Astronomical winter begins on December 21st this year, the shortest day of the year. However, when it comes to birding, there’s something to be said for defining the seasons meteorologically. Meteorological seasons occur in three-month blocks, just like astronomical seasons, but they start on the 1st day of March, June, September and December. In this case, winter begins on December 1st and ends on February 28th, the coldest three-month period of the year in the northern hemisphere. This corresponds to the “winter birding season”, when the fewest number of species are typically present in our area; and the number of species keeps dropping throughout this period, until late February when the birding doldrums hit and it seems as though spring migration will never begin.
Last Sunday Deb and I met up and did some west-end birding. Despite waking up to a dense fog, our plan was to visit the river and the Trail Road landfill for gulls and waterfowl. We did both of those, although we also spent some time driving along the back roads south and west of Ottawa, too. At our first stop, Andrew Haydon Park, we found a number of gulls standing on the watery ice that covered the ponds. For the first time this season I spotted a few Herring Gulls among the more numerous Ring-billed Gulls. There was one large, brownish juvenile on the western pond and at least half a dozen adults on the eastern pond. Two adult Great Black-backed Gulls bobbed on the river’s surface beyond the ponds, although shortly after we found them they took to the air and flew directly toward us, then disappeared over Carling Avenue.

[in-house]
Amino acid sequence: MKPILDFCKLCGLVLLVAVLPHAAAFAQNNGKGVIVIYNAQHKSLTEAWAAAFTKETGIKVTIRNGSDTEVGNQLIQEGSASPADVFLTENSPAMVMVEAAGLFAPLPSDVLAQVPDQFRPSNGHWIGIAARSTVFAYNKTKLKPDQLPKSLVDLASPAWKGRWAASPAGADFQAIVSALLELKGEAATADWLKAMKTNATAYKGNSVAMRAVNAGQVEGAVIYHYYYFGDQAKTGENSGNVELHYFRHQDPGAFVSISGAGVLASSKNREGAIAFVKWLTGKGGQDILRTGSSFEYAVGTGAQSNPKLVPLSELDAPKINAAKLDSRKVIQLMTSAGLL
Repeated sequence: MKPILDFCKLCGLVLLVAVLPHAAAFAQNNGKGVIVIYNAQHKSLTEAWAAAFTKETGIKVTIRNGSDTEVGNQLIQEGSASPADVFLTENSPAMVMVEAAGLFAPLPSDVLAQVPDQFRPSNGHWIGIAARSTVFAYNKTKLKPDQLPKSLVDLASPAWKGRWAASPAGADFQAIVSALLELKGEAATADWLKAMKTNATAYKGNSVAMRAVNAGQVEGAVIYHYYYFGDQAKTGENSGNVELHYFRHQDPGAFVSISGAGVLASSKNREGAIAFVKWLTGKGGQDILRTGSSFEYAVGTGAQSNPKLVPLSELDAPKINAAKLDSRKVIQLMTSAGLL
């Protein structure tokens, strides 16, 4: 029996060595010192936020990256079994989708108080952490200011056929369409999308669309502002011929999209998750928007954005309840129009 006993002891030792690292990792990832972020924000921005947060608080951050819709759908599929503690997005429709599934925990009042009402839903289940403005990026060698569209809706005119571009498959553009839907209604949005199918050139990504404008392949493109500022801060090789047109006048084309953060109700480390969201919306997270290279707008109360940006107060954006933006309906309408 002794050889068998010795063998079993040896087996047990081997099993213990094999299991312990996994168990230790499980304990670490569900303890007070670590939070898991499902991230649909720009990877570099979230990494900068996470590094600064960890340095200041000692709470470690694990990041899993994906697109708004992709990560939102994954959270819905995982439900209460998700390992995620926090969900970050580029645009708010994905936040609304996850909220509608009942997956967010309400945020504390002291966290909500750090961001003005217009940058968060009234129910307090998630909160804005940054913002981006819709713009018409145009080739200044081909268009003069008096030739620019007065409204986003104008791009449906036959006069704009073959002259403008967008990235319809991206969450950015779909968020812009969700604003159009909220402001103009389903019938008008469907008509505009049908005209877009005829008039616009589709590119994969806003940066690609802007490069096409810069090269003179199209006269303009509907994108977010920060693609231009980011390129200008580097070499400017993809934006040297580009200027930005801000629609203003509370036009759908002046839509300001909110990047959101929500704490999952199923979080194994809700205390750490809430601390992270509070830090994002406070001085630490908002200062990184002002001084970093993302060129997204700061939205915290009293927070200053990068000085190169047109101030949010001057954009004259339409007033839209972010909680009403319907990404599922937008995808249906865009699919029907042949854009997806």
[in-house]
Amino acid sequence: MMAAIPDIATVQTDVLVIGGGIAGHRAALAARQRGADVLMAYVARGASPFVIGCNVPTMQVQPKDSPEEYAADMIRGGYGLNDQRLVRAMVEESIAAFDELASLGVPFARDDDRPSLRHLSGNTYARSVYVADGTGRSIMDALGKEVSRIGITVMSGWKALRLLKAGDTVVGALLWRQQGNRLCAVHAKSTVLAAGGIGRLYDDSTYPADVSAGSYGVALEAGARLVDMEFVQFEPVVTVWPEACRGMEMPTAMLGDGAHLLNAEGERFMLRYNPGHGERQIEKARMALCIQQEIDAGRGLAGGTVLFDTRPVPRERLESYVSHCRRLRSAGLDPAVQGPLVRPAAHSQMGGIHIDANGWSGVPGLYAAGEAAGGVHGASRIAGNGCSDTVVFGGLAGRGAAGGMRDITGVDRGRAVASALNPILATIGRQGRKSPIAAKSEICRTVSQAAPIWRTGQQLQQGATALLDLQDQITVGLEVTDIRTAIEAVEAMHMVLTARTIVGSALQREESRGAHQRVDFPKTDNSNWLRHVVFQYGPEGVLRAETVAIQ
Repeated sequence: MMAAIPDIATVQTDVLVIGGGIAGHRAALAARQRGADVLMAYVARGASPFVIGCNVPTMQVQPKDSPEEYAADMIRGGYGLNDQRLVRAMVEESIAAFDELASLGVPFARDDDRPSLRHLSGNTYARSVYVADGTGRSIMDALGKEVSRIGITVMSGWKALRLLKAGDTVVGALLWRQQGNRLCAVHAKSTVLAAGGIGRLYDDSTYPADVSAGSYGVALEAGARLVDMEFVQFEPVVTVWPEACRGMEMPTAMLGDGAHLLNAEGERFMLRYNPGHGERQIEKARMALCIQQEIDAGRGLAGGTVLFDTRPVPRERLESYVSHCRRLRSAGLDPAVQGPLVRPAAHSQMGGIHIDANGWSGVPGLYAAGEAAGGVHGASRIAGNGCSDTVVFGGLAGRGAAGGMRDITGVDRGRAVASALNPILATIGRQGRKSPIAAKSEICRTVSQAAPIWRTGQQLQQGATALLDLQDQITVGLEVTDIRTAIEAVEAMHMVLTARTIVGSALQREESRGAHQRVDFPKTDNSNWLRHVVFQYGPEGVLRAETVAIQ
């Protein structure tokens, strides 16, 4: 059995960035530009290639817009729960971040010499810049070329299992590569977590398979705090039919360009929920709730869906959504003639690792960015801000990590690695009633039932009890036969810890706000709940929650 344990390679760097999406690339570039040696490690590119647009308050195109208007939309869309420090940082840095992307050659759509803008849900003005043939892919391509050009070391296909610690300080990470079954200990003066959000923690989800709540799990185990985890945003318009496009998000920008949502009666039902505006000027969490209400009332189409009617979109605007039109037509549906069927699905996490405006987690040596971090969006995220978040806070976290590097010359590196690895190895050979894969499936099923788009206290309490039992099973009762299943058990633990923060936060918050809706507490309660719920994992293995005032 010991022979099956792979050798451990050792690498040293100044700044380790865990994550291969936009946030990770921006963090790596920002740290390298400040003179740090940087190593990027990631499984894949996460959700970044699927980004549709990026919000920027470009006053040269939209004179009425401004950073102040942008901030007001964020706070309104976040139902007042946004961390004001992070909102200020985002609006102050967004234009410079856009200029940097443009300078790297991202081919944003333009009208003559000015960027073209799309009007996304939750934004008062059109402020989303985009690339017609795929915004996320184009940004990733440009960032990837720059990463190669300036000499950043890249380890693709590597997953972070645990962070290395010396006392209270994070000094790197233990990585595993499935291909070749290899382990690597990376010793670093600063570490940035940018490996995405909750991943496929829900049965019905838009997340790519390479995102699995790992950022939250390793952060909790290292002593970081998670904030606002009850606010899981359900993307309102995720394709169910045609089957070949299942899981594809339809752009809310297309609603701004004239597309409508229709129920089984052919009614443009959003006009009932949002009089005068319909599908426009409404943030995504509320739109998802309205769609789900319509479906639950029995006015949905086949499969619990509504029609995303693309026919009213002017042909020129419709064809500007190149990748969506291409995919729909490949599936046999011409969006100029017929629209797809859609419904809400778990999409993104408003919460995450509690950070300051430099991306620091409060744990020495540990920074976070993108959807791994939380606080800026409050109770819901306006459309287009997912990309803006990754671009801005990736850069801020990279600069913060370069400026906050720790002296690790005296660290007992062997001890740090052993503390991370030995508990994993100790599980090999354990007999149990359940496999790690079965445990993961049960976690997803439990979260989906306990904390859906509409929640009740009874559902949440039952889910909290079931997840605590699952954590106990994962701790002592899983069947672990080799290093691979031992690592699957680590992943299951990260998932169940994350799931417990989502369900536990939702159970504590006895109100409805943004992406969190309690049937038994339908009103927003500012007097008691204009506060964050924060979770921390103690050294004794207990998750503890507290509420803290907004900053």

Even though winter is still a full calendar month away, this year it came early to eastern Ontario. On Sunday, November 16th we got our first real snow of the season. It came down on and off all day, heavy enough at times to make me question going out birding, though it didn’t really accumulate as the temperature warmed up to 0°C in the afternoon.
Saturday was the much better day for birding, though I didn’t stay out too long as it was cold but sunny. I started off with a walk around the ponds by my place, but the sub-zero overnight temperature had resulted in ice forming on about half of the ponds. As a result, there were few birds of interest around – a single Dark-eyed Junco, a small flock of goldfinches, and a Northern Cardinal were feeding in the weedy field, while three Common Mergansers were the only interesting waterfowl on the water. Four Snow Buntings flying over were also great to see – this was the first time I’d seen them over the ponds, bringing my list up to 61 species. Continue reading →
The first day of 2014 dawned bright and sunny, with a faint pink and peach hue to the pale blue morning sky. It was cold, too – bitterly cold. I left the house at 8:00 am with the temperature fluctuating between -24°C and -21°C, and although I was out until close to noon, it never really got any warmer.